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Concerns over the trend of Supreme Court decisions

The Supreme Court of India (Image Source: New Indian Express)

The Supreme Court of India appointed a committee to negotiate and record grievances of the protesting farmers. In recent times, a trend has been observed where the Supreme Court has begun to use interim orders to set up ad hoc committees, appointed at the will of each bench, which negotiate between the parties and form the basis for the final orders of the court.

Although the constitution requires the court to deliberate upon the constitutional validity of the three farm-laws, the court has instead chosen to appoint a committee to facilitate negotiations between the farmers and the Central government. This would also mean that rather than hearing the parties on points of law and determining their disputes upon the touchstone of the constitution, the court is gradually venturing into the zone of brokering political negotiations among the involved parties, attained via collective bargaining.

The role of the Supreme Court, as defined by the Constitution, consists of enforcing fundamental rights under its writ jurisdiction (Article 32) and adjudging the constitutional validity of laws; serving as a court of appeal in civil and criminal cases and settling ‘substantial questions of law’ (Articles 132-134) or through ‘special leaves to appeal’ (under Article 136), and to act as a federal court to hear disputes amongst the states and the Central government under Article 131.

Each of these roles prescribe the court to reach upon a judgement after hearing both the parties and interpreting the legal actions of the legislature and the executive, in the backdrop of the constitution.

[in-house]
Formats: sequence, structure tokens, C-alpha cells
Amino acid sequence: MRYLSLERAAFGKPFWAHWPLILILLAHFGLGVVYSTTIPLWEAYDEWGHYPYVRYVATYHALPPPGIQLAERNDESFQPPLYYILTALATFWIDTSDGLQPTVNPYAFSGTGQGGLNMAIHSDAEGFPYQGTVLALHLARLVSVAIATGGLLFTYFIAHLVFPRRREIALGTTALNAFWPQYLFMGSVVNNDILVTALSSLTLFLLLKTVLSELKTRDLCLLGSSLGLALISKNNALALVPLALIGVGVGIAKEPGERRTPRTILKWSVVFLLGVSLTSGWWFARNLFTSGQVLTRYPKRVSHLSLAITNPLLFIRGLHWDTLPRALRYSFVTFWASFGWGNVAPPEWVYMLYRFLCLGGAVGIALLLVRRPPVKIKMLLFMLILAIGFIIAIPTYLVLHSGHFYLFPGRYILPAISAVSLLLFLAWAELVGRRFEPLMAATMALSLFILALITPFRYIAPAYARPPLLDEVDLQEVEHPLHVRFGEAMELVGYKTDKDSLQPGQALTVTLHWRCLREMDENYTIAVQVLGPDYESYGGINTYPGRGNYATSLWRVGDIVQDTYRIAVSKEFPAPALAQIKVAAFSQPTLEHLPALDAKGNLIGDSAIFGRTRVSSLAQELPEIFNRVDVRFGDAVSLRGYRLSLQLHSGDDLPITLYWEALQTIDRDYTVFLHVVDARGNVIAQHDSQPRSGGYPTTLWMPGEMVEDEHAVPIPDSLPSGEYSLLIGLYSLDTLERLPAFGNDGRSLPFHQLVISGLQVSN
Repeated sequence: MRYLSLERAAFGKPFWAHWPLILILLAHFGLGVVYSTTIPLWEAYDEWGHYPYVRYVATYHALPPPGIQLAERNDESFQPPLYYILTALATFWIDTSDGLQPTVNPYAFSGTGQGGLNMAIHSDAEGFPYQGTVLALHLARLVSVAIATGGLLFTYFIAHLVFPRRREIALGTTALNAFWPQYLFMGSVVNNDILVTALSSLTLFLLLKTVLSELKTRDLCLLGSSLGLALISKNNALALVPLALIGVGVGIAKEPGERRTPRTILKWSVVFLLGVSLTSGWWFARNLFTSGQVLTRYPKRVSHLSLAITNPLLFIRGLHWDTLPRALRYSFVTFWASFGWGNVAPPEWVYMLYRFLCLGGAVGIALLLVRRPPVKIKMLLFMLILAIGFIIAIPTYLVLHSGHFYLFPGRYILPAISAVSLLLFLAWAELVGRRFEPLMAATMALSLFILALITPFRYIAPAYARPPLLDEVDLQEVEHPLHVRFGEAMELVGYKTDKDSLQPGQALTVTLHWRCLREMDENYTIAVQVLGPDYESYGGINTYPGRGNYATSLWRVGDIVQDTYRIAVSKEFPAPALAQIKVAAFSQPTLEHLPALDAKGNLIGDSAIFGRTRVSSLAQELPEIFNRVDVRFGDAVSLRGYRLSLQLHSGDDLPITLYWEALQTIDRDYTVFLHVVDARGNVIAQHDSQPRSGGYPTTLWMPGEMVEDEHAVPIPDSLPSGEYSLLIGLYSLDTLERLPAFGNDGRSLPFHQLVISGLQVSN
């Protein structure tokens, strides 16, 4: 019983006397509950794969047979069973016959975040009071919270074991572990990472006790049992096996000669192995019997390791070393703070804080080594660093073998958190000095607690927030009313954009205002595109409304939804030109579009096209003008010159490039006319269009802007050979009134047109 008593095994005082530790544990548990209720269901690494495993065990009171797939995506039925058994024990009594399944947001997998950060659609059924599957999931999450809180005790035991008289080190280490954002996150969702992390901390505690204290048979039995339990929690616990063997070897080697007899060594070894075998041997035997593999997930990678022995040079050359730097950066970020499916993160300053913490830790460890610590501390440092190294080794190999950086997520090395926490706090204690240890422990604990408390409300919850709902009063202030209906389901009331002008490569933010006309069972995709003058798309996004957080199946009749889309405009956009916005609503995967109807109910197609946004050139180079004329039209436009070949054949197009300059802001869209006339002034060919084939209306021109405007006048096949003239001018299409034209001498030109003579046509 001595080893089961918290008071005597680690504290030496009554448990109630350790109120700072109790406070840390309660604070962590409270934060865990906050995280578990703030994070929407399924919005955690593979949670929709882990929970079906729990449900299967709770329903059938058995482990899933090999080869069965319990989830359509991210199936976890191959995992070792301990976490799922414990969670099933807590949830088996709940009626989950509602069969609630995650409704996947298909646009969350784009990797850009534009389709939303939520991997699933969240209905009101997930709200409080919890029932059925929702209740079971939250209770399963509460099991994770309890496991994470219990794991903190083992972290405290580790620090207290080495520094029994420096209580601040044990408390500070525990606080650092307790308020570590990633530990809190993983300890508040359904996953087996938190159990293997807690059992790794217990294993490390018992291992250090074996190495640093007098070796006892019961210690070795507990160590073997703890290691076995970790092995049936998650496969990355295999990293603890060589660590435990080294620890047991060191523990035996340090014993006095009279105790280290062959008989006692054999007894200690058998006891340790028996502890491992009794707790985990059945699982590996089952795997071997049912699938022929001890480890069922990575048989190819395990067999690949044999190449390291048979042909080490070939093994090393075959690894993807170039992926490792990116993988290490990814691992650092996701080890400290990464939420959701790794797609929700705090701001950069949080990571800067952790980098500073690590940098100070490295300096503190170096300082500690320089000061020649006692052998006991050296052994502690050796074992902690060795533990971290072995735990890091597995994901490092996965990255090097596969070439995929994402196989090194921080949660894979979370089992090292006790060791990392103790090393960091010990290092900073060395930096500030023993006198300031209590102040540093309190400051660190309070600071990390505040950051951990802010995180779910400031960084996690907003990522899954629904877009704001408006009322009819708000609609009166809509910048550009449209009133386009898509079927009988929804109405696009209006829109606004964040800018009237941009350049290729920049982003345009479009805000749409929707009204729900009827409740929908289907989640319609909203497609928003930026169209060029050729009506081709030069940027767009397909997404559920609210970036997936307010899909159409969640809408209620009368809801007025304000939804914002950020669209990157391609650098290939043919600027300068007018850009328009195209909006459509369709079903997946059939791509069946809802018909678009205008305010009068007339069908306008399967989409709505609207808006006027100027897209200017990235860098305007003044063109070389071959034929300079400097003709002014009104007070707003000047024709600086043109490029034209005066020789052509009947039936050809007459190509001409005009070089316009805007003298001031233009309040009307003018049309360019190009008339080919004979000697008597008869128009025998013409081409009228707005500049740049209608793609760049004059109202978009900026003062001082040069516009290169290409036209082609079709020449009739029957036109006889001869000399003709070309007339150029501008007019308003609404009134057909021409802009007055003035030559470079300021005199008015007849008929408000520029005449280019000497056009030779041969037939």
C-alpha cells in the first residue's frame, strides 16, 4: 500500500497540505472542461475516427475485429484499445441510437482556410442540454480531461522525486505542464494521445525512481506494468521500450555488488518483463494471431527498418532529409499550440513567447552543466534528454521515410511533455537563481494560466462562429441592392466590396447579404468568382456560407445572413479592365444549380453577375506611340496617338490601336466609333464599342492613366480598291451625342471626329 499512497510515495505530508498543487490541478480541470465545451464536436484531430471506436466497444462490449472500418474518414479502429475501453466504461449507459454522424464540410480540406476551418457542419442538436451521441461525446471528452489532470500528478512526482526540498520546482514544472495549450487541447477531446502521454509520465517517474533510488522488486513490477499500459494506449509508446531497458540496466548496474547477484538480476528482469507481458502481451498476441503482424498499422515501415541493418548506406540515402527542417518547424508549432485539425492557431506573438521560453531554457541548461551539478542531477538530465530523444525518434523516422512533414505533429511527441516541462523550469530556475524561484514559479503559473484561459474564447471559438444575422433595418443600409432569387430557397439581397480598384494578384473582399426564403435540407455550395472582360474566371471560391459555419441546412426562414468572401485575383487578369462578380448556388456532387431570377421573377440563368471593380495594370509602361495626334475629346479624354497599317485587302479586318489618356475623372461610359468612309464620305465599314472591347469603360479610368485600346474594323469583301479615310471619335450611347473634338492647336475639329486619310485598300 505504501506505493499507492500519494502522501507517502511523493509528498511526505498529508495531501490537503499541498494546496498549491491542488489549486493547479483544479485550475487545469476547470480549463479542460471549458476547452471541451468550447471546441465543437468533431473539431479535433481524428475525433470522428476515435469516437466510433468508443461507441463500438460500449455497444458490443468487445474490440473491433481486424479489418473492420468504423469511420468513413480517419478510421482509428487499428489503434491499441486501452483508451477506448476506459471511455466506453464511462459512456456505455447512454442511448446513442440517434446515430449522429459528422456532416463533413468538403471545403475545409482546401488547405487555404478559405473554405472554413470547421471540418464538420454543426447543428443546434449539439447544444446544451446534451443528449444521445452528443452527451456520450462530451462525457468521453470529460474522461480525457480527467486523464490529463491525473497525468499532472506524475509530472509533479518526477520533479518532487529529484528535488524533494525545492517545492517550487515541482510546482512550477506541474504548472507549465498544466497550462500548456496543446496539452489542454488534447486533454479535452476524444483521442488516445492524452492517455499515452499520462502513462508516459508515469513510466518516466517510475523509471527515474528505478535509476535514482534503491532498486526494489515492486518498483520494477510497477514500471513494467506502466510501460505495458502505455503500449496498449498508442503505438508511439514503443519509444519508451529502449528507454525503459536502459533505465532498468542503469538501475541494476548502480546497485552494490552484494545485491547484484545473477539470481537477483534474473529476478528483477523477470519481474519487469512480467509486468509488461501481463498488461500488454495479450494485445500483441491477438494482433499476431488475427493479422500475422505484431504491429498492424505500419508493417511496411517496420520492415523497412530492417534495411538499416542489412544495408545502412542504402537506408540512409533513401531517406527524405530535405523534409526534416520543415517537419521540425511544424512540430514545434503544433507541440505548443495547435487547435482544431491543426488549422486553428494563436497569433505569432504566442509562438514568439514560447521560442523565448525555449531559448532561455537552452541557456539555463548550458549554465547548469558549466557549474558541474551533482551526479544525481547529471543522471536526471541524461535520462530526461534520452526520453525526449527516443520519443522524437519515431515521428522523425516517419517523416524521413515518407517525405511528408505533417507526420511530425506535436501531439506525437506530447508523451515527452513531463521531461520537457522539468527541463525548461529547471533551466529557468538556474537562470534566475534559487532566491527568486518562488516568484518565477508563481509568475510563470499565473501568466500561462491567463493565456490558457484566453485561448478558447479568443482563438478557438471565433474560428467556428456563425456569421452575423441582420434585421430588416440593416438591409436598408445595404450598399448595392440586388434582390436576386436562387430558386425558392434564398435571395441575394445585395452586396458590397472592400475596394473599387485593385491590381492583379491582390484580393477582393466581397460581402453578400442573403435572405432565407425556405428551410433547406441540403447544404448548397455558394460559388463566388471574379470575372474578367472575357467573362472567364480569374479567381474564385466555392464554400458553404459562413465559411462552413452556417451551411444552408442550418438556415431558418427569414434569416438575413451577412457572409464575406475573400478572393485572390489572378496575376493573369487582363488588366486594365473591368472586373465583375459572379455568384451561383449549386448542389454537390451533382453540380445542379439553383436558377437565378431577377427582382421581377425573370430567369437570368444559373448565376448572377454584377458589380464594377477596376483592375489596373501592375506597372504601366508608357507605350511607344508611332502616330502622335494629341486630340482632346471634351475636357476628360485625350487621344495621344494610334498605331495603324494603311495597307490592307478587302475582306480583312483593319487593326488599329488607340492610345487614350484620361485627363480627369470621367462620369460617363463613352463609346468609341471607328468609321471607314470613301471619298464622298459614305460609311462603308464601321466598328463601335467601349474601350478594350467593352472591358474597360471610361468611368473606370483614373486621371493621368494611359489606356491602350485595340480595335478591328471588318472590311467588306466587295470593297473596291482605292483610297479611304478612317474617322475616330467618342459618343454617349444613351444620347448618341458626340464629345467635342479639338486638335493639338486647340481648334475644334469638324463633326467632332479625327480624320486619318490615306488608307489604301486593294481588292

Since the role of acting as a negotiator in a political dispute actually lies beyond the constitutional mandate, the recent decision and broader trend of Supreme Court decisions trigger certain questions, such as the manner in which such ad hoc committees would be chosen, would there be any mandate binding the court to acknowledge consent of the parties before it, would the decisions be subject to the subjective opinions of the judges constituting the bench in each case, and should a rule against conflict of interest be applied while choosing the committee members.

All 4 members of the committee chosen by the SC in case of the farmers’ protest, have already expressed views in favour of the farm-laws, raising concerns over how objective would the decisions of the committee, ultimately be.

Although the Supreme Court has played a major role in resolving disputes fraught with political contentions in the past, the distrust at its judgement, among a significant chunk of India’s population, is a relatively new observation. The court has suspended the implementation of the laws, without examining either their constitutionality, or the competence of the Parliament to pass them.

The farmers have welcomed the stay on the implementation of the laws put by the SC, but they have also stuck to their original demand of the laws being completely repealed. They have also out-rightly rejected the committee appointed by the Supreme Court, stating that all four members within it have spoken in favor of the laws and are “pro-government”.